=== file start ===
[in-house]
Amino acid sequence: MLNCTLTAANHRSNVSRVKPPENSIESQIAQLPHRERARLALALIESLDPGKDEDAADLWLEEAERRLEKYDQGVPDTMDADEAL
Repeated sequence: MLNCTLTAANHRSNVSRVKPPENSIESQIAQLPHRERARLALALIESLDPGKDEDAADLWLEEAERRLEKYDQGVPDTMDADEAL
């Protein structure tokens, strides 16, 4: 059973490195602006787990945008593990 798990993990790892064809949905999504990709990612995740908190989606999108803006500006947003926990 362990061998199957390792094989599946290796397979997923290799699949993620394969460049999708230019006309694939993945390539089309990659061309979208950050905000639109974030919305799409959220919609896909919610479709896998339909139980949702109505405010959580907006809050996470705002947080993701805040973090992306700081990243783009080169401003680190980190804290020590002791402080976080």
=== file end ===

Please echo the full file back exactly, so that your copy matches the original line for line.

[in-house]
Amino acid sequence: MLNCTLTAANHRSNVSRVKPPENSIESQIAQLPHRERARLALALIESLDPGKDEDAADLWLEEAERRLEKYDQGVPDTMDADEAL
Repeated sequence: MLNCTLTAANHRSNVSRVKPPENSIESQIAQLPHRERARLALALIESLDPGKDEDAADLWLEEAERRLEKYDQGVPDTMDADEAL
């Protein structure tokens, strides 16, 4: 059973490195602006787990945008593990 798990993990790892064809949905999504990709990612995740908190989606999108803006500006947003926990 362990061998199957390792094989599946290796397979997923290799699949993620394969460049999708230019006309694939993945390539089309990659061309979208950050905000639109974030919305799409959220919609896909919610479709896998339909139980949702109505405010959580907006809050996470705002947080993701805040973090992306700081990243783009080169401003680190980190804290020590002791402080976080």